AWIEF and Entrepreneurship Forum Addresses the Shortage of Women-led Tech Start-Ups in Africa
Africa may have the highest proportion of women entrepreneurs in the world, and woman business owners are glaringly absent in the African technology ecosystem.
This is according to the webinar “Women in tech: Is it more complicated in Africa,” which was held by the Africa Women Innovation and Entrepreneurship Forum (AWIEF) and AfricArena on the 4th of June.
Speakers at the event discussed possible causes as to why so few woman entrepreneurs were entering the technology sector on the continent, and what could be done to change this state of affairs.
Marieme Diop, a VC investor in African tech startups, explained how in Sub-Saharan Africa, 27% of women are entrepreneurs with Uganda and Botswana leading the field, where 16 % of company founders are female. This is in comparison with the rest of the world, where only 7% of company founders were women. She asked why, if Africa had such a relatively high proportion of women company owners, were there so few female-led business startups in the technology ecosystem in Africa.
The Systemic Problems
Carine Vavasseur, an ecosystem builder in Senegal, explained that technical training was a major factor in the imbalance of woman entrepreneurs in the tech fund portfolio she is involved with. Most of the specialised training was completed by men, she said.
There were also large cultural issues in Africa which affected women's capacity to enter the technology environment: women, being traditionally seen as managers of households and children, could not embrace early education and vocation as men could.
“There is a strong link between education and having more women in technology,” said Damilola Teidi, Director of start-up support for the Pro-Creation hub in Nigeria. “If you don’t get a lot of women studying tech-related subjects, it filters through, and at the end of the day, you don’t see a lot of tech entrepreneurs.”
Vavasseur also discussed a STEM programme she was involved in, where only 20% of the applicants were female.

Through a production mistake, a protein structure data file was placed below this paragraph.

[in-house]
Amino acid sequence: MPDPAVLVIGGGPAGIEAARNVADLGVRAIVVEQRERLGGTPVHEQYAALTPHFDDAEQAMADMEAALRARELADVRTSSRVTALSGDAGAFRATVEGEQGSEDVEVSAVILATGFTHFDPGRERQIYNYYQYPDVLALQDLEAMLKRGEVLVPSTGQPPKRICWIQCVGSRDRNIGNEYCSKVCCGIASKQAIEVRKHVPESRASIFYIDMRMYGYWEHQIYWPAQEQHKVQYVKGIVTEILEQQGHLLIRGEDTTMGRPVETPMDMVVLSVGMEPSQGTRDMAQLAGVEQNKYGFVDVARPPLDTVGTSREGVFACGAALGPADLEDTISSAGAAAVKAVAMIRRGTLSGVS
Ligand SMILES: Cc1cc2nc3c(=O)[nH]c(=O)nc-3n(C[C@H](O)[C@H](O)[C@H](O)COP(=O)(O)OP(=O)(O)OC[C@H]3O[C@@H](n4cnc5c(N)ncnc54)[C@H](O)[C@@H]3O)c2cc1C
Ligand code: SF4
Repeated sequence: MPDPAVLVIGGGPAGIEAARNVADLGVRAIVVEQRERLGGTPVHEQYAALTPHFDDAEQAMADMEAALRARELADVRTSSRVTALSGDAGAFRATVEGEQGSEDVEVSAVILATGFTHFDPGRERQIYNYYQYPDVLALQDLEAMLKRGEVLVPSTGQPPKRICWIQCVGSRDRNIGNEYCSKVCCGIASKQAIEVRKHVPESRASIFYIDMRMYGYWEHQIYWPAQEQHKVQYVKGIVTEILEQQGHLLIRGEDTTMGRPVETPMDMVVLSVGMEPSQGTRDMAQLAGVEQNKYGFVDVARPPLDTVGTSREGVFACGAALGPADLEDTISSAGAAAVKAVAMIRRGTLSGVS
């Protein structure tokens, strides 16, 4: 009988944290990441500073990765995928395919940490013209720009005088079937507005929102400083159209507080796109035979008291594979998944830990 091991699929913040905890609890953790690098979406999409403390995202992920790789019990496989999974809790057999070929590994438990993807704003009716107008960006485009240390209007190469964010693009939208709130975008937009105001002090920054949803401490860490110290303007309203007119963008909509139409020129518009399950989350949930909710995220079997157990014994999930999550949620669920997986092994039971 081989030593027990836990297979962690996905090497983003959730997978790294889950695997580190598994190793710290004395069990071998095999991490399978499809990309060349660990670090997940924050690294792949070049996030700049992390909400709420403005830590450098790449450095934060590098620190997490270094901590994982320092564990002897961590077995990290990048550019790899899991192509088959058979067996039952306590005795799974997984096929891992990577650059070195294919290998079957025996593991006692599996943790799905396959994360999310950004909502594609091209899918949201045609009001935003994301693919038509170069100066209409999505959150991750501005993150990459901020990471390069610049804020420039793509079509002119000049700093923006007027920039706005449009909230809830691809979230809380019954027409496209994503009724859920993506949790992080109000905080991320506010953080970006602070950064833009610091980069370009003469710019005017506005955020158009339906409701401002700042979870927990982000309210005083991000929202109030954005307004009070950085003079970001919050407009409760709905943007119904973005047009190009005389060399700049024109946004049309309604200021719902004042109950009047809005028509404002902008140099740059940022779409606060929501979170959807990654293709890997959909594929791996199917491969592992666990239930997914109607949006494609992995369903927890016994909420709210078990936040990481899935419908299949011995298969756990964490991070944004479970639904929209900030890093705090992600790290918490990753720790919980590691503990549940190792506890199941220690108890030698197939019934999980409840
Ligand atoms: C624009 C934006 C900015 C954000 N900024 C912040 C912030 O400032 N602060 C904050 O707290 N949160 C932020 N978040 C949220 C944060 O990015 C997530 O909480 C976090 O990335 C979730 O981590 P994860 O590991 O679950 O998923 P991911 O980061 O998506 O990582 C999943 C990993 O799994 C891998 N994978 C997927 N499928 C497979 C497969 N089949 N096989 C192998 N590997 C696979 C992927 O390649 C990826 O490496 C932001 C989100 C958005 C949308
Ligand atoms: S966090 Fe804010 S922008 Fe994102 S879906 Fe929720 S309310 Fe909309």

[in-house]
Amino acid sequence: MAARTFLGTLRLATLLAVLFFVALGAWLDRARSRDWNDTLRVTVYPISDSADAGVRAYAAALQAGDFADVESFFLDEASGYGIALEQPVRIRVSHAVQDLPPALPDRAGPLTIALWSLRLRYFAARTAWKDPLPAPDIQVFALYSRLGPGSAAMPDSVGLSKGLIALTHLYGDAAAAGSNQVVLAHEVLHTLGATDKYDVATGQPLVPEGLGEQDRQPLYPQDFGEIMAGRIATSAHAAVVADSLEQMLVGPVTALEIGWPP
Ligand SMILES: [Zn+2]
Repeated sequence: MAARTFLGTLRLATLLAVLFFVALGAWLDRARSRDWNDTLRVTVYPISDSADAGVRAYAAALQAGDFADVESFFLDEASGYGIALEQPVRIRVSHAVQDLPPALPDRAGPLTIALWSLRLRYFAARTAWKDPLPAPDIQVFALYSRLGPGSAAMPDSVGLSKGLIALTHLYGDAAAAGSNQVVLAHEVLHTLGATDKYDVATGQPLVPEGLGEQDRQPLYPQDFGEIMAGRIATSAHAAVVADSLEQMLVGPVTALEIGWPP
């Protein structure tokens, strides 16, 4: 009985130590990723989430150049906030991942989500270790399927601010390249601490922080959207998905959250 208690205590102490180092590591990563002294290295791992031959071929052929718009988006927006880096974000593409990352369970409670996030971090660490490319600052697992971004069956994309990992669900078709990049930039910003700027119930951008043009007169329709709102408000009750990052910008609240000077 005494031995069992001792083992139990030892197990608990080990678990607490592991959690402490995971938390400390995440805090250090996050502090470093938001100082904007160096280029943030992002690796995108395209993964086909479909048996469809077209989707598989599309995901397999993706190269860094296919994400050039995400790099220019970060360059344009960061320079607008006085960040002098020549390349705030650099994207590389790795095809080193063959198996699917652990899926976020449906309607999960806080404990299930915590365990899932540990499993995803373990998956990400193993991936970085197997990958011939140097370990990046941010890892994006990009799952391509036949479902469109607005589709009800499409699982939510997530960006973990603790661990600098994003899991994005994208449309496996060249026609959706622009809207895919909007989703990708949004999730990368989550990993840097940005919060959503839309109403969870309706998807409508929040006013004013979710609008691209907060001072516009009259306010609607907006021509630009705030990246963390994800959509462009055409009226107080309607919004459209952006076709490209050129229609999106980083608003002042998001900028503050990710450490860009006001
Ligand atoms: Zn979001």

She noted that women also get more funding in the incubation stage of the business than they do in the more advanced stage, and often as their enterprise developed, they tended to lose ownership of the business. Africa also lacked women investors and needed more women to train as data analysts to help develop their businesses.
According toTeidi, in order for Africa to change the imbalance in gender education on a foundational level, the continent needed to start to address the problem in High School, when students can choose whether they go into the Sciences or other areas. Young women should be encouraged to follow a technical direction should they so wish, she said.
Lamia Housni, Head of Curiosity Lab in Morocco, explained how specific soft skill programmes also needed to be implemented to improve and develop trust. “We used this in an incubation programme that we launched with AWIEF, bringing mentors in to help the women gain confidence and leadership skills and help build corporate partners,” she said.
Andreata Muforo, a partner at TLcom, highlighted the importance of mentorship programmes where entrepreneurs can come together and support each other.
“African tech entrepreneurs are very much alone,” she said, adding that last year Tlcom started an initiative where female tech founders brought the few there are together to build networks, support one another and share their experiences in a safe space.
The webinar also highlighted the importance of educating men founders to employ more women in higher positions in their companies early on, and finding ways to enable more women to apply for more mixed programmes, whether by promoting soft skills or networking.
In terms of long-term solutions, the webinar highlighted how exposing women in business in general to the various technologies available would help bring about change and encourage new and innovative ways to grow an enterprise.